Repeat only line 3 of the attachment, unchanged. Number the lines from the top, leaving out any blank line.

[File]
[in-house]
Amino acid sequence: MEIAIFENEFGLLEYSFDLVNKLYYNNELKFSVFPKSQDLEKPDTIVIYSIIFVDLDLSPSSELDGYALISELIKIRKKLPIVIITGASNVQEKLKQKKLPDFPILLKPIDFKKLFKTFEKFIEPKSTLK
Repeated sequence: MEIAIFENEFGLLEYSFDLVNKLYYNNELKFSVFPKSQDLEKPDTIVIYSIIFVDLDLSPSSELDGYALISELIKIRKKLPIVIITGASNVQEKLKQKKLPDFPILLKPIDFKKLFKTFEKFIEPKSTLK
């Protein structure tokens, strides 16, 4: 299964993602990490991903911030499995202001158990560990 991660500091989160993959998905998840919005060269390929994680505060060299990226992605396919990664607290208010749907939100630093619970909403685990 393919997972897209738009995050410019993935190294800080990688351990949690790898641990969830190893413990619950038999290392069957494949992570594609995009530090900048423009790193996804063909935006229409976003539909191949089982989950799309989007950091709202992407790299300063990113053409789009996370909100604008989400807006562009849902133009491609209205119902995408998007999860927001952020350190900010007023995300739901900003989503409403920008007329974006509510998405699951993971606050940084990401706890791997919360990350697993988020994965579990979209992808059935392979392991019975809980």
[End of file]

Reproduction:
Repeated sequence: MEIAIFENEFGLLEYSFDLVNKLYYNNELKFSVFPKSQDLEKPDTIVIYSIIFVDLDLSPSSELDGYALISELIKIRKKLPIVIITGASNVQEKLKQKKLPDFPILLKPIDFKKLFKTFEKFIEPKSTLK